April 10, 2020

Reading the news

My dear friend retired a few years ago after reading the morning news on a national radio station every weekday for years. I was always comforted when I would hear his voice. Hearing his voice always made me feel like everything would be OK. I often felt like he was talking directly to me. I wondered how he could do that everyday for so long. He told me once that when he would start the day, he would think of one of his friends and read the news to them. I guess he was talking to me, after all.

Now I understand what he meant, or at least I think I do. When I sit down to write every evening for the past 6 weeks, I think about my friends and family and what they may be feeling. Somehow I sense what fears they are having, what puzzles them, what they want to know more about, wondering how they can help. And I write to them, I write to you. I teared up just now thinking about that and you all. These are tough times and communication and education are what can help us get through this and keep us safe. I have also learned over the years as a physician, that everyone has similar worries and concerns about their health and their loved ones. Naming those fears can help ease them.

Learning how to discern what is fact and what is not is a challenge, especially since the virus is so new, claims are made with little proof, ideas are pushed before they are proven. The information can easily lead us astray, such as whether hydroxychloroquine really works. The data is not clear, certainly it may be dangerous and pushing it’s use is causing shortages of the drug for those with Lupus and Rheumatoid Arthritis that depend on it. This article explains some of the reasons why the claims about hydroxychloroquine may be doubtful.

Be leery of claims of cure or prevention, beyond the hand washing, physical distancing, wearing masks. Trust me, the medical community is trying multiple treatments to see what seems to work, but using formal research to get the data. The clinical trials help the data to be analyzed to see if there is a true effect. I know that many hospitals in Seattle and elsewhere are working on getting data and finding what works. At one hospital here, I have been told that almost everyone in the ICU is in a trial! Yes, some of them are receiving hydroxychloroquine to see if it does work. Sources of information are important too. Conspiracy theories abound. Be thoughtful about where you get your information. Including from me, I may have missed something.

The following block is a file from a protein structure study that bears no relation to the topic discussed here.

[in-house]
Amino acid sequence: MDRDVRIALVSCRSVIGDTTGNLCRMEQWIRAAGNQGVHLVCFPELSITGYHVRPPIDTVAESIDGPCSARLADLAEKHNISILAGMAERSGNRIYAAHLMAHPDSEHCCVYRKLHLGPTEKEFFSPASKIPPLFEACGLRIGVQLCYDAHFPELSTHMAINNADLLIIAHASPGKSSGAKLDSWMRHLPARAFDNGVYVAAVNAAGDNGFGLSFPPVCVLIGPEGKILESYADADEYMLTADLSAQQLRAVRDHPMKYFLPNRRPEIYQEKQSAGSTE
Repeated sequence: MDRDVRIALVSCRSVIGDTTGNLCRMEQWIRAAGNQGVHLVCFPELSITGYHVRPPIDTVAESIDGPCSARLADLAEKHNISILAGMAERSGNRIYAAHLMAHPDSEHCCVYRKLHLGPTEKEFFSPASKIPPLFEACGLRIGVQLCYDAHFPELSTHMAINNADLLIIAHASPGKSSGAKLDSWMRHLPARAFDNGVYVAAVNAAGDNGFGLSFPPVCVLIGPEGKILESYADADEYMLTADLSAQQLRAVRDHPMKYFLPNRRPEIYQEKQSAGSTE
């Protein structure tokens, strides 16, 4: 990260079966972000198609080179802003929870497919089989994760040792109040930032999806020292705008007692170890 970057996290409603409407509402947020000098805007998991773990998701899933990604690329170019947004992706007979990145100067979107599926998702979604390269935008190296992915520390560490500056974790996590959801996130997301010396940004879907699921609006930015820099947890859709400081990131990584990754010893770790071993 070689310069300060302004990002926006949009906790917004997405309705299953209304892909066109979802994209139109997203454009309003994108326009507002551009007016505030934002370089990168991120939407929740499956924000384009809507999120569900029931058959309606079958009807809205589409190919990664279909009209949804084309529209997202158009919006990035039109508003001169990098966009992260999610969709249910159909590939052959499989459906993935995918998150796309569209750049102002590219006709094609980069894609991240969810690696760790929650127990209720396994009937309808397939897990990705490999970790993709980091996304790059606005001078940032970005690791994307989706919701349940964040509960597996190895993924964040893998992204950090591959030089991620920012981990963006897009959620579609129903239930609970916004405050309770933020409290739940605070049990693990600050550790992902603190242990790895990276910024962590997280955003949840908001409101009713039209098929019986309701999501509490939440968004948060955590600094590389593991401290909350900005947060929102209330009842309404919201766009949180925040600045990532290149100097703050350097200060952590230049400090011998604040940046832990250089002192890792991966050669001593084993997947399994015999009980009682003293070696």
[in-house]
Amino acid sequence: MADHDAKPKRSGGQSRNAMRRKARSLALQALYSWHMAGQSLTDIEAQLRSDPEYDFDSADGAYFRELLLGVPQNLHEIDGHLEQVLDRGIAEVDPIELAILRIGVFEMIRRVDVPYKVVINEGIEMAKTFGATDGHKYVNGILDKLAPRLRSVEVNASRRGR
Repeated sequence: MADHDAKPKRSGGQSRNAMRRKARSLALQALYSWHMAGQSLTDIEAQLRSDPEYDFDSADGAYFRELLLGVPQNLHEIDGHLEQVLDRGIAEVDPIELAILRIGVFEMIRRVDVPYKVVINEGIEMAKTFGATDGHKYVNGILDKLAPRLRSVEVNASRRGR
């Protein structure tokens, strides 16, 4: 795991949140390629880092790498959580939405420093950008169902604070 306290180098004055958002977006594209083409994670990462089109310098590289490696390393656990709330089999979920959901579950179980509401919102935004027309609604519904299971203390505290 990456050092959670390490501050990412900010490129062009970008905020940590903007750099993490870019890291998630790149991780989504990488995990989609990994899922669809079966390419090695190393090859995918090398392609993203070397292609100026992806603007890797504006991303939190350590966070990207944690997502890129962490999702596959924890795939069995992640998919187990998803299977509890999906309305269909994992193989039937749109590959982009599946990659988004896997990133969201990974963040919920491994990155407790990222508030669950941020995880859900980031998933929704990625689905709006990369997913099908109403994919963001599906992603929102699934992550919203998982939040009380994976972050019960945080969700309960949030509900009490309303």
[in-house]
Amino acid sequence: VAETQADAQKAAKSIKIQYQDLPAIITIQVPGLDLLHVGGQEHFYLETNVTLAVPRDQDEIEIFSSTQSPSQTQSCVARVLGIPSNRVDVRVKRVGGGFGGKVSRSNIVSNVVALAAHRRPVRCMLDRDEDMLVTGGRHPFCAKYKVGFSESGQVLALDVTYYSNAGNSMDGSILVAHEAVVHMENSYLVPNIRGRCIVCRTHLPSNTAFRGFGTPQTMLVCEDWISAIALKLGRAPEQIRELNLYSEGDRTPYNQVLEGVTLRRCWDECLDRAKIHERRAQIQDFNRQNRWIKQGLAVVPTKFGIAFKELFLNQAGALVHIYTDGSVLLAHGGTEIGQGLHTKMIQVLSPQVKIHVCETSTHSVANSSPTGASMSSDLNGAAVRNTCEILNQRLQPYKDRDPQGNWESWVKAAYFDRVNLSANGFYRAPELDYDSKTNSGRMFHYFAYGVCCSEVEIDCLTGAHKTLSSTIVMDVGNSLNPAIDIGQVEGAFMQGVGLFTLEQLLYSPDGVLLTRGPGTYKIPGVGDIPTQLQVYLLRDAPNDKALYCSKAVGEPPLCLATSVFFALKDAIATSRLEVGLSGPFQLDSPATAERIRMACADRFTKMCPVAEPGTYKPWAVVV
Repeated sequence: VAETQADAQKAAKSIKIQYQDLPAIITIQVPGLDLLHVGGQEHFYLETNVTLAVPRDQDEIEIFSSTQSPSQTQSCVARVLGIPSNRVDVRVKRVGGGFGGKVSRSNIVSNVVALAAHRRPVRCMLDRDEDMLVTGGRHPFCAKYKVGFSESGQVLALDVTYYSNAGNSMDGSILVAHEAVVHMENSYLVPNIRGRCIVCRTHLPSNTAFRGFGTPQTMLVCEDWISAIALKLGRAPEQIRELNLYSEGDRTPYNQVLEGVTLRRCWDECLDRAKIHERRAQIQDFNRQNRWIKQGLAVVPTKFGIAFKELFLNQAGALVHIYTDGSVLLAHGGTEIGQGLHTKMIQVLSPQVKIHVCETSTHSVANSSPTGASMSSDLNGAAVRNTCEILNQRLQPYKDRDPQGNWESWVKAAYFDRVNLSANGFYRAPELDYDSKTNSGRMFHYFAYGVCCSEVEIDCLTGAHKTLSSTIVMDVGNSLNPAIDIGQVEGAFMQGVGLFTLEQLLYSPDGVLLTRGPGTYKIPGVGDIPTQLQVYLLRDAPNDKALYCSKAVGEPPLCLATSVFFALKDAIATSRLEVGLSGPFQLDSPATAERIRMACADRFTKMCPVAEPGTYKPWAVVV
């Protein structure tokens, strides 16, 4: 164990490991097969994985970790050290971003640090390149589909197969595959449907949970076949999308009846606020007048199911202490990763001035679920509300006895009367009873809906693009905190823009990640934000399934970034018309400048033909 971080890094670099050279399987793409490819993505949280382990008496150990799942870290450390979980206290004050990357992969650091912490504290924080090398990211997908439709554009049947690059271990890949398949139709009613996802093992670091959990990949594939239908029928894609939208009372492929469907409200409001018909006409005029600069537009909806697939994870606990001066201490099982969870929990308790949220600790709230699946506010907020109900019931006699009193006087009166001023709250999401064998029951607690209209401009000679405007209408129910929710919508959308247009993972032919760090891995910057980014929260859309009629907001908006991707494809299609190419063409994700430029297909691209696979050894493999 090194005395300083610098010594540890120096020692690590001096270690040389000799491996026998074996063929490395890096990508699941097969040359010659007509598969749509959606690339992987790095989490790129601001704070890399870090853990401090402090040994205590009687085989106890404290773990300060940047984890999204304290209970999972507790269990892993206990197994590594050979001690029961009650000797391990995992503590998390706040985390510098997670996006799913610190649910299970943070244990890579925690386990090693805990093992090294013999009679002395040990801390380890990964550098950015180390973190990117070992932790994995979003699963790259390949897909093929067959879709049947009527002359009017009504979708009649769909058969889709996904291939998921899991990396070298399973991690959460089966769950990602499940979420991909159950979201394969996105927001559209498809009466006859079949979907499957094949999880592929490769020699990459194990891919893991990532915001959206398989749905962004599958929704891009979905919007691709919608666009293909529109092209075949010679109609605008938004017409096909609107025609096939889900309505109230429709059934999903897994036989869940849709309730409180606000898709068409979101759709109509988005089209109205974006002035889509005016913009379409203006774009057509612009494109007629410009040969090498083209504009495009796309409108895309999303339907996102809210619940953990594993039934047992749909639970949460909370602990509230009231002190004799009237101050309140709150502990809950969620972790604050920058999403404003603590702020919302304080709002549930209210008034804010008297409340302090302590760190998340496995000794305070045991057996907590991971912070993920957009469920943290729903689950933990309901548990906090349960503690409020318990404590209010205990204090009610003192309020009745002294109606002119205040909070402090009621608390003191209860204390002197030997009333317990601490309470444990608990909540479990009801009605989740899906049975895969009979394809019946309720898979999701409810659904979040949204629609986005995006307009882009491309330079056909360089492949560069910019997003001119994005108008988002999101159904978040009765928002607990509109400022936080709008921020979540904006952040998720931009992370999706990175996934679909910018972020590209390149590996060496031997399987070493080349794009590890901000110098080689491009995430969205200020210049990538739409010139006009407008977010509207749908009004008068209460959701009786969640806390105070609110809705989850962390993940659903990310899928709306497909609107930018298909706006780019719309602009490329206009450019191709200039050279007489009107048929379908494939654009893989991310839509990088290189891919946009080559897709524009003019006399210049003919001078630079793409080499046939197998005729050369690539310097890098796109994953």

And you are all doing an amazing job at slowing this epidemic down. And we can’t get complacent yet. We are getting closer to start opening up the country again, but there is still a little more work to do. Hang in there. Don’t forget to call your mother (or your brother or your friend)

Wash your hands!

And finally, my caveat is that this is my experience and my opinions, which are subject to change as more information is available, and not related to the organization I work for. Thanks for reading.

https://blog.unmc.edu/infectious-disease/2020/04/09/a-critical-examination-of-the-controversial-study-behind-hydroxychloroquine-and-azithromycin-for-covid-19/

https://www.nytimes.com/2020/04/08/world/europe/coronavirus-conspiracy-theories.html

https://www.aei.org/wp-content/uploads/2020/03/National-Coronavirus-Response-a-Road-Map-to-Recovering-2.pdf